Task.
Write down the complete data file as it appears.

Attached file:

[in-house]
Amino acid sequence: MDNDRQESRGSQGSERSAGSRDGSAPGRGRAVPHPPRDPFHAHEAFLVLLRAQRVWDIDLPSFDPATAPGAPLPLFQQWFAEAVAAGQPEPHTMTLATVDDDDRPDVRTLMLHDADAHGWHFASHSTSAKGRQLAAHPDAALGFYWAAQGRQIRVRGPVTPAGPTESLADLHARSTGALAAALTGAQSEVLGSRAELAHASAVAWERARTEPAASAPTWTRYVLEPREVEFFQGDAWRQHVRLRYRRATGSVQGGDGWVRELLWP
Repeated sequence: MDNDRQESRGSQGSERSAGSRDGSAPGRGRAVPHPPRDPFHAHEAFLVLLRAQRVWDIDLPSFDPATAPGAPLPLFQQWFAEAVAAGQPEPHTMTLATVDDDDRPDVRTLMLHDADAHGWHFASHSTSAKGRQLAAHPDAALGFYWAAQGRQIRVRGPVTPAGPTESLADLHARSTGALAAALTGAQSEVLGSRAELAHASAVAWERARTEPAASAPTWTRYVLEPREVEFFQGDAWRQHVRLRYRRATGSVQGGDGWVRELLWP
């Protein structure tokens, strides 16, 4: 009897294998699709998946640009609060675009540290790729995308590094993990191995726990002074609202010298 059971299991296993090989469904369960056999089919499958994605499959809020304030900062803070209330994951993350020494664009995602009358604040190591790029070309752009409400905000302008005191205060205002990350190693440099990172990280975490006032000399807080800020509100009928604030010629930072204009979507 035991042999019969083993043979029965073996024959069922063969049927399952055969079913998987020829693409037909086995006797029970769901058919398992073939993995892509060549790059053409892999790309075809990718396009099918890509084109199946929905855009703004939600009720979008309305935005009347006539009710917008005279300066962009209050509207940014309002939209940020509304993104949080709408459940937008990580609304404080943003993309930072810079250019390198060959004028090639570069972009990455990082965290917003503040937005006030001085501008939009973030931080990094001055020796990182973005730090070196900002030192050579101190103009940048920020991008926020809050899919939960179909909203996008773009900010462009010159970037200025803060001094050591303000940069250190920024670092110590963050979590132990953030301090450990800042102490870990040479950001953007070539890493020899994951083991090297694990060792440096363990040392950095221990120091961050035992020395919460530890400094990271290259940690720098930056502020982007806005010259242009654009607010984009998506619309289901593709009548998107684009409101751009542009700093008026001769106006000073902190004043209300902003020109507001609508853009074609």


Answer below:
[in-house]
Amino acid sequence: MDNDRQESRGSQGSERSAGSRDGSAPGRGRAVPHPPRDPFHAHEAFLVLLRAQRVWDIDLPSFDPATAPGAPLPLFQQWFAEAVAAGQPEPHTMTLATVDDDDRPDVRTLMLHDADAHGWHFASHSTSAKGRQLAAHPDAALGFYWAAQGRQIRVRGPVTPAGPTESLADLHARSTGALAAALTGAQSEVLGSRAELAHASAVAWERARTEPAASAPTWTRYVLEPREVEFFQGDAWRQHVRLRYRRATGSVQGGDGWVRELLWP
Repeated sequence: MDNDRQESRGSQGSERSAGSRDGSAPGRGRAVPHPPRDPFHAHEAFLVLLRAQRVWDIDLPSFDPATAPGAPLPLFQQWFAEAVAAGQPEPHTMTLATVDDDDRPDVRTLMLHDADAHGWHFASHSTSAKGRQLAAHPDAALGFYWAAQGRQIRVRGPVTPAGPTESLADLHARSTGALAAALTGAQSEVLGSRAELAHASAVAWERARTEPAASAPTWTRYVLEPREVEFFQGDAWRQHVRLRYRRATGSVQGGDGWVRELLWP
């Protein structure tokens, strides 16, 4: 009897294998699709998946640009609060675009540290790729995308590094993990191995726990002074609202010298 059971299991296993090989469904369960056999089919499958994605499959809020304030900062803070209330994951993350020494664009995602009358604040190591790029070309752009409400905000302008005191205060205002990350190693440099990172990280975490006032000399807080800020509100009928604030010629930072204009979507 035991042999019969083993043979029965073996024959069922063969049927399952055969079913998987020829693409037909086995006797029970769901058919398992073939993995892509060549790059053409892999790309075809990718396009099918890509084109199946929905855009703004939600009720979008309305935005009347006539009710917008005279300066962009209050509207940014309002939209940020509304993104949080709408459940937008990580609304404080943003993309930072810079250019390198060959004028090639570069972009990455990082965290917003503040937005006030001085501008939009973030931080990094001055020796990182973005730090070196900002030192050579101190103009940048920020991008926020809050899919939960179909909203996008773009900010462009010159970037200025803060001094050591303000940069250190920024670092110590963050979590132990953030301090450990800042102490870990040479950001953007070539890493020899994951083991090297694990060792440096363990040392950095221990120091961050035992020395919460530890400094990271290259940690720098930056502020982007806005010259242009654009607010984009998506619309289901593709009548998107684009409101751009542009700093008026001769106006000073902190004043209300902003020109507001609508853009074609």